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My husband and I are forced to pass as buddies when we travel, but our gay identity impacts every moment of our trips.

Timothy Moore   

My husband and I are forced to pass as buddies when we travel, but our gay identity impacts every moment of our trips.

Calypso music followed us down a winding resort path, emanating from speakers strategically hidden in the tropical landscaping. Our rum runners — mostly rum — were ice cold, a much-needed welcome drink as we adjusted to the humidity of Jamaica.

While we waited for our room to be ready, my husband Trent and I grabbed lounge chairs on the beach where we could watch the rough waters crash against the breakwall encircling the hotel's private bay.

The scene before us was romantic: crystal-clear waters, a sunny sky, and a horizon that stretched for miles. I wanted to drag my chair closer to Trent's and interlock our fingers or offer up my chest as a pillow for him, like the couple a few chairs down.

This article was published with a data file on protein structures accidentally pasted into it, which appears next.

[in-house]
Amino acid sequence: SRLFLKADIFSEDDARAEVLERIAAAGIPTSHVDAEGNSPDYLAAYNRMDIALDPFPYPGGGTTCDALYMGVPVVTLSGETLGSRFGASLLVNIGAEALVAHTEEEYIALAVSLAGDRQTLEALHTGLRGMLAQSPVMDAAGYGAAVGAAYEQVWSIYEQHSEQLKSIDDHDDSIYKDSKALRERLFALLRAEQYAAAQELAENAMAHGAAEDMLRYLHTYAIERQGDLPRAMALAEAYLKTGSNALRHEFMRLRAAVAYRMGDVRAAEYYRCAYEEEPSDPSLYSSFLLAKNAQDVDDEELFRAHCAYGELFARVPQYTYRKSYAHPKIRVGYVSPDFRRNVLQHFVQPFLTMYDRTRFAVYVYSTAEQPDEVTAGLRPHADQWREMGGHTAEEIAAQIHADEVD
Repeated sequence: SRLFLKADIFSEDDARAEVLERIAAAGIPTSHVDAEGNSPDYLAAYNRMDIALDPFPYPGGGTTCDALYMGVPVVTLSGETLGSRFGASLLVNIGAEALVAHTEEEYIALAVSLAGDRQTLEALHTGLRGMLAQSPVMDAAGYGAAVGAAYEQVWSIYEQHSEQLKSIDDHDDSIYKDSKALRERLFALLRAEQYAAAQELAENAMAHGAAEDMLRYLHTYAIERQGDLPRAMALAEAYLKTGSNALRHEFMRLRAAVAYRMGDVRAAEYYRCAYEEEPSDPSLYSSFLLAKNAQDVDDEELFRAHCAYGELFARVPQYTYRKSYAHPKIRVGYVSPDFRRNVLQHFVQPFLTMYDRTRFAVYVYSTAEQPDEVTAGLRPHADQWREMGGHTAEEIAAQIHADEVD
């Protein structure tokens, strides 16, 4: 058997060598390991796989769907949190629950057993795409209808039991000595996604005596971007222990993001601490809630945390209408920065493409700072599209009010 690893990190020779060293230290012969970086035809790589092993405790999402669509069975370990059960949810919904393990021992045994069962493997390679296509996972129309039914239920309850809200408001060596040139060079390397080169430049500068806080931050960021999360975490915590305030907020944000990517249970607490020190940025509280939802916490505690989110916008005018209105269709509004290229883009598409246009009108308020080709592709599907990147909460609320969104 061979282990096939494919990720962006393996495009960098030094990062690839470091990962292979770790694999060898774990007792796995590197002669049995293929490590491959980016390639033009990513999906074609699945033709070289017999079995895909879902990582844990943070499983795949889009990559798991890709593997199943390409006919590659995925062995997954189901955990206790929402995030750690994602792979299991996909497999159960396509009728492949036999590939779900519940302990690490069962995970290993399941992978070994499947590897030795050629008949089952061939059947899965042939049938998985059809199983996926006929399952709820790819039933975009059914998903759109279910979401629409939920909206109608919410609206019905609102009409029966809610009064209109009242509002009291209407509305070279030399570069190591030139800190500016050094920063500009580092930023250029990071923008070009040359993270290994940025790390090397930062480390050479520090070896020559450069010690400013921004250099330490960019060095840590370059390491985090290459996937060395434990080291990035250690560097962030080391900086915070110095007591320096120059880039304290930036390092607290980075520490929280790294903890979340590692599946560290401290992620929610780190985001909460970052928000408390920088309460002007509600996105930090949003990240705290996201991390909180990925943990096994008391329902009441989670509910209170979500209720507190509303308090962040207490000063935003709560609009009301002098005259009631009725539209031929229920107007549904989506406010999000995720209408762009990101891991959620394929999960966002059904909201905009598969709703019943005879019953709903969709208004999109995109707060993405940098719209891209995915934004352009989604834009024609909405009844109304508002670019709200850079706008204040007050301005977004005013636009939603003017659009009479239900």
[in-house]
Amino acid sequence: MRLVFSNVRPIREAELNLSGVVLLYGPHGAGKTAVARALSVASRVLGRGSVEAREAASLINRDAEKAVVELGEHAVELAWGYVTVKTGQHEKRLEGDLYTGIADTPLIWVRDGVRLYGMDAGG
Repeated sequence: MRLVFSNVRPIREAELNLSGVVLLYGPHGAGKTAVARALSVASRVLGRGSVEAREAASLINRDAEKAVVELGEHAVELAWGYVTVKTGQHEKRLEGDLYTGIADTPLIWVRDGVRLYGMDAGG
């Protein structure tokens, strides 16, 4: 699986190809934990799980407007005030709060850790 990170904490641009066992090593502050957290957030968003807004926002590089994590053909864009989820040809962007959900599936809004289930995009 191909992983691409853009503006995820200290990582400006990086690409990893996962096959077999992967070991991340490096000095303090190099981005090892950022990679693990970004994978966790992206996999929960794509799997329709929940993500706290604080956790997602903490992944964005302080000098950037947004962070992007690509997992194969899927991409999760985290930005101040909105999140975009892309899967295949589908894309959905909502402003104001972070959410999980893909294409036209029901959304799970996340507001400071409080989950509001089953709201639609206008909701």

But when we travel to new places, far from the safe spaces we know back home, we're cautious about how we interact. An arm around a shoulder or a peck on the cheek can often invite unwanted attention and aggressive behavior from others.

Worse, we were in Jamaica, which has been called "the most homophobic place on earth" because of its ongoing criminalization of homosexuality and harsh resistance to repealing its anti-sodomy laws.

Here, we had to be extra careful.

Ordinarily, we wouldn't have traveled to Jamaica at all because of its history of discrimination, but two of our closest (straight) friends had invited us to be a part of their intimate destination wedding.

The greatest dangers lay in the airport and taxi ride to and from the resort, though we'd read on travel message boards that LGBTQ+ couples still need to exercise caution at all-inclusive resorts in Jamaica, where staff members could discriminate against us.

Throughout the long weekend, it was challenging watching our mostly heterosexual friend group enjoy the romance of this island. They'd cozy up in the hot tub, feed each other ice cream, or lounge together in a hammock. Trent and I knew the drill, though: We were here as buddies for our safety.

This is the cost of traveling while gay.

Our gay identity impacts all our travel decisions